(Nov 10, 2016) The theory of continental drift, the idea that the continents are islands of rock adrift on the earth's molten core, first gained acceptance in the 1960s. Dr. Curt Stager and Martha Foley talk about the consequences of their extreme slow motion collisions - earthquakes and volcanic eruptions. [full story]


Media Files:
https://www.northcountrypublicradio.org/news/audio/nats161110.mp3




Leaf cutter ants are fungus farmers

Thu, 03 Nov 2016 00:00:00 -0400

(Nov 3, 2016) Why do leaf cutter ants cut leaves? Nesting material, food? As Martha Foley and Curt Stager explain, these ants are composting. What they actually eat grows on the rotting leaves. [full story]


Media Files:
https://www.northcountrypublicradio.org/news/audio/NaturalSelections20130411.mp3




Ancient "bones" of the Adirondacks

Thu, 27 Oct 2016 00:00:00 -0400

(Oct 27, 2016) "Old as the hills" is a relative term. The Adirondacks may be relatively young mountains, but their distinctive grey granite, anorthosite, originated 1.1 billion ago, so deep in the earth's crust that only continental collision could have formed it. Dr. Curt Stager and Martha Foley discuss Adirondack geology. [full story]


Media Files:
https://www.northcountrypublicradio.org/news/audio/161027natselect.mp3




Natural Selections: The Treeline

Thu, 20 Oct 2016 00:00:00 -0400

(Oct 20, 2016) Martha Foley and Dr. Curt Stager talk about the timberline, the usually abrupt termination of forest growth above a certain altitude. While it results from a combination of unfavorable factors, the final straw seems to be the length of time free of hard frost. When the growing season is too short to overcome damage from the harsh climate, the trees die out. [full story]


Media Files:
https://www.northcountrypublicradio.org/news/audio/Natural_Selection_Tree_line_20130221.mp3




Natural Selections: Solar Weather

Thu, 13 Oct 2016 00:00:00 -0400

(Oct 13, 2016) Solar weather does more than create light shows at polar latitudes. When the sun acts up, the effects can range from communications interference on earth to lethal doses of radiation for unprotected astronauts. Martha Foley and Dr. Curt Stager talk about heavenly weather. [full story]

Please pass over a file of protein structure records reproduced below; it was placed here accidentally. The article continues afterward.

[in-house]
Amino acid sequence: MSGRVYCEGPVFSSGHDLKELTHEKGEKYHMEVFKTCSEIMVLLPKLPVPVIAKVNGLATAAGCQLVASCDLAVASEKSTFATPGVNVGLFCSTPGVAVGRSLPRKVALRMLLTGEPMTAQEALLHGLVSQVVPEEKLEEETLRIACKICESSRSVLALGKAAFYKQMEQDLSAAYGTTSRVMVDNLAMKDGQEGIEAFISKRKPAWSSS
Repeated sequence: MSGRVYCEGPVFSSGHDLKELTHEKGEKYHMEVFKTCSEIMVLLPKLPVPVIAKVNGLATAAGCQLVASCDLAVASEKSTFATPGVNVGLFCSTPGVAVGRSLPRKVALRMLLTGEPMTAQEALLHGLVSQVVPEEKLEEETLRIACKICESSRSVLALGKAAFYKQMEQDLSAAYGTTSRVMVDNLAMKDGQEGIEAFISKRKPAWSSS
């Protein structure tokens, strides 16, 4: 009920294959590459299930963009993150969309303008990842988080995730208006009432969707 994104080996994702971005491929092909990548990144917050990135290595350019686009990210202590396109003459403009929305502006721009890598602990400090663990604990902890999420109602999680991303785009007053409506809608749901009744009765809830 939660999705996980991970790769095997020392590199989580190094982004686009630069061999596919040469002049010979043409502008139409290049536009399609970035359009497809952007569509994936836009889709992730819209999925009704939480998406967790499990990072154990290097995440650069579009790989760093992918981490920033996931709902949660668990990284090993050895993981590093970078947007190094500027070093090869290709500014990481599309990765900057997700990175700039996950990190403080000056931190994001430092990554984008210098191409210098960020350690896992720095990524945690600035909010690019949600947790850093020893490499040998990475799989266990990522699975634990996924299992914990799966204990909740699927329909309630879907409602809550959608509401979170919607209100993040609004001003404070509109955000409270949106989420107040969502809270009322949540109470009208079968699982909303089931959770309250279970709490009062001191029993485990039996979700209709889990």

Media Files:
https://www.northcountrypublicradio.org/news/audio/nats070104.mp3




Sunfish - is that a pumpkinseed or a bluegill?

Thu, 06 Oct 2016 00:00:00 -0400

(Oct 6, 2016) A common sight is fresh water shallows, sunfish provide an excellent opportunity to observe fish behavior. Dr. Curt Stager talks with Martha Foley about the two main varieties, the pumpkinseed and the bluegill. It may be hard to tell one from another, unless of course, you're a sunfish. [full story]


Media Files:
https://www.northcountrypublicradio.org/news/audio/nats161006.mp3




Why were mammals so mammoth during the last Ice Age?

Thu, 29 Sep 2016 00:00:00 -0400

(Sep 29, 2016) During the last Ice Age North America was home to many varieties of "super-sized" mammals, megafauna. Giant beaver, 'possums, bears, sloths and other creatures joined the more familiar wooly mammoth in the land bridge migration. Dr Curt Stager and Martha Foley look at the question, "Why so big?" [full story]


Media Files:
https://www.northcountrypublicradio.org/news/audio/160929natselect.mp3




Crab spiders can be good or bad for flowers, depending on the season

Thu, 22 Sep 2016 00:00:00 -0400

(Sep 22, 2016) Crab spiders are small, camouflaged arachnids that drink nectar from flowers. They indirectly affect the pollination of flowers by eating different insects at different times of year. Martha Foley and Dr. Curt Stager discuss these "freeloaders." [full story]


Media Files:
https://www.northcountrypublicradio.org/news/audio/160922natselect.mp3




Mole diversity: starry noses and hairy tails

Thu, 15 Sep 2016 00:00:00 -0400

(Sep 15, 2016) Martha Foley and Dr. Curt Stager talk more about three different types of moles that inhabit the region, and their habits. The Eastern American mole and the hairy-tailed mole prefer dryer soils and consume up to half their weight a day in worms and grubs. Their star-nosed cousin prefers a wetter environment. [full story]


Media Files:
https://www.northcountrypublicradio.org/news/audio/nats160915.mp3




Moles: tiny sharks "swimming" under your lawn

Thu, 08 Sep 2016 00:00:00 -0400

(Sep 8, 2016) Martha Foley and Dr. Curt Stager reveal some interesting facts about the insectivores that tear up your lawn every year - moles.The star-nosed mole, one of three species in the region, is semi-aquatic, but all varieties are lightning-fast foragers. [full story]


Media Files:
https://www.northcountrypublicradio.org/news/audio/160908natselect.mp3




Ginkgo trees, one species from the age of dinosaurs

Thu, 01 Sep 2016 00:00:00 -0400

(Sep 1, 2016) Martha Foley and Dr Curt Stager talk about the ginkgo tree, an ancient species native to China. They do not spread naturally anymore, but during the time of the dinosaurs there were many types of ginkgo tree all over the world. [full story]


Media Files:
https://www.northcountrypublicradio.org/news/audio/160901natselect.mp3